Gone for decades, Peugeot plans US return


    Peugeot 208 (Image courtesy of PSA Groupe)<br>

    Peugeot was last seen in the U.S. in 1991, but next decade, the French brand plans to return to American showrooms.

    On Tuesday, Peugeot parent company PSA Group confirmed it had selected the brand over its Citroen subsidiary to lead the company's return to the U.S. and Canada. The decision comes hot on the heels of impressive financial results for the French automaker, which made a net profit of $3.7 billion and sold 3.88 million vehicles during the last fiscal year. PSA's acquisition of General Motors' European unit Opel also bolsters the French automaker's manufacturing capacity and technical know how.


    PSA sells cars in nearly every market other than the U.S. and Canada, including Mexico.

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    Details on Peugeot's return to the U.S. are slim and it's unclear if any of its current lineup will be sold here. Models sold in globally range from the small 108 subcompact car to the 5008 crossover SUV that's sized about like the Subaru Forester.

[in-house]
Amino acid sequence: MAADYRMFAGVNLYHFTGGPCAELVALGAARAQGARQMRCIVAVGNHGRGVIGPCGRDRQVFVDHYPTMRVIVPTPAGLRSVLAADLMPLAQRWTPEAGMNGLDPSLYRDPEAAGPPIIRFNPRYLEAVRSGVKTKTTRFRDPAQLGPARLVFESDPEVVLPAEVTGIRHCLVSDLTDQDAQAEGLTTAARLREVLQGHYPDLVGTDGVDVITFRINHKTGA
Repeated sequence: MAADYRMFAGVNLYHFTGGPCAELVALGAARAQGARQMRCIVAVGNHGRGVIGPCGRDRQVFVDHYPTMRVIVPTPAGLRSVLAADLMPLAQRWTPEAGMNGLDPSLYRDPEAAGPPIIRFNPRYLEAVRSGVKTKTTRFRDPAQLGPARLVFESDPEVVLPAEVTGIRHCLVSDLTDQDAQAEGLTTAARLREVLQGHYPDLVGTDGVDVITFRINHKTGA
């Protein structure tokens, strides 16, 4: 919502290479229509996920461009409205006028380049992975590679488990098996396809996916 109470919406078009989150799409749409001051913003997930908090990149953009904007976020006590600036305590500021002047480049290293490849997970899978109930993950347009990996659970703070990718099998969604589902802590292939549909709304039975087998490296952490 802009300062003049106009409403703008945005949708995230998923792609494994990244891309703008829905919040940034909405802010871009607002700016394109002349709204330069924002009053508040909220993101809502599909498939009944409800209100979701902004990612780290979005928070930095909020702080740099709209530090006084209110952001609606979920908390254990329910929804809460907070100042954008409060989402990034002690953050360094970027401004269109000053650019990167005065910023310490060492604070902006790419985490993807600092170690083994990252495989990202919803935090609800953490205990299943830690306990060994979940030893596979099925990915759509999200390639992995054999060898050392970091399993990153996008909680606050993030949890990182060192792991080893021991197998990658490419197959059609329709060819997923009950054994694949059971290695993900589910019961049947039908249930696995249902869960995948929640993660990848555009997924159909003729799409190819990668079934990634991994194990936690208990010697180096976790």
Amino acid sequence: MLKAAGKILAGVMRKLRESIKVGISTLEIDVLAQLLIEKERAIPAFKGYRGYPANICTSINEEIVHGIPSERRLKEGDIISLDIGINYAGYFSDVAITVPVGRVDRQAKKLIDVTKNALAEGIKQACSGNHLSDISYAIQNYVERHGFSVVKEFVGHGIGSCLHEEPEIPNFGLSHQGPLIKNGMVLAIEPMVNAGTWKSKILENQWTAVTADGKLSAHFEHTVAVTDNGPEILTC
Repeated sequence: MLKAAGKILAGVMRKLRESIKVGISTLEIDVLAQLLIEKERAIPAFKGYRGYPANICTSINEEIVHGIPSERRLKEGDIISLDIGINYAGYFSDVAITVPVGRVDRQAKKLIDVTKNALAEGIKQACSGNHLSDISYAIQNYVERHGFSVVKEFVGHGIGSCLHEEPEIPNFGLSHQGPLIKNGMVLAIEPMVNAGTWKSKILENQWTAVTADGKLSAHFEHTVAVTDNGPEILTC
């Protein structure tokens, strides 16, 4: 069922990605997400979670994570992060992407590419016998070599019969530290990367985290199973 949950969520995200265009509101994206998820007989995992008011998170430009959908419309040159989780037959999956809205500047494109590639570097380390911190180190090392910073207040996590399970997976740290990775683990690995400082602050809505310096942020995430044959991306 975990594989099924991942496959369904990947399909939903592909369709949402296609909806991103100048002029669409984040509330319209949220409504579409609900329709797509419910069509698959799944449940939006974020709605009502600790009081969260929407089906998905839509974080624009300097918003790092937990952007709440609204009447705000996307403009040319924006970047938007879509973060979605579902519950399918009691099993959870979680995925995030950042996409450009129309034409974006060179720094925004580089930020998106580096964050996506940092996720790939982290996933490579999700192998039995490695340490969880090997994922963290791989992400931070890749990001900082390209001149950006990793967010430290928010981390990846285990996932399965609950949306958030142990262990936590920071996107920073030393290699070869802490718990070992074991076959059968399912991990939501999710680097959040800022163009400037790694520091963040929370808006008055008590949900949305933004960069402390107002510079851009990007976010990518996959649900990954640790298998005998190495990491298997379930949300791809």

Ahead of the brand's return, Automotive News (subscription required) reported that PSA has honed in on 15 states and four Canadian provinces to begin the distribution of Peugeot models. A time frame isn't concrete, but last year, the automaker said it wants to implement the North American return no later than 2026.


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    On the decision to bring Peugeot to the U.S. and not one of the automaker's other brands (PSA operates Citroen, DS, Opel, and Vauxhall), PSA North America chief Larry Dominique said Peugeot is the best fit for North America. He cited brand awareness and preference for the decision, noting U.S. consumers tended to have positive awareness of Peugeot even after its exit in 1991.

    Dominique dismissed the idea of U.S. production in the future, however, and said that cars bound for our American shores will be sourced from Europe and China.

    Ahead of the brand's arrival, PSA will continue to operate its Free2Move car-sharing service. The brand launched in Seattle in 2017 and expanded to Washington, D.C., last year. The service provides the automaker with crucial data about U.S. consumers and their driving habits before Peugeot launches by the mid-2020s.

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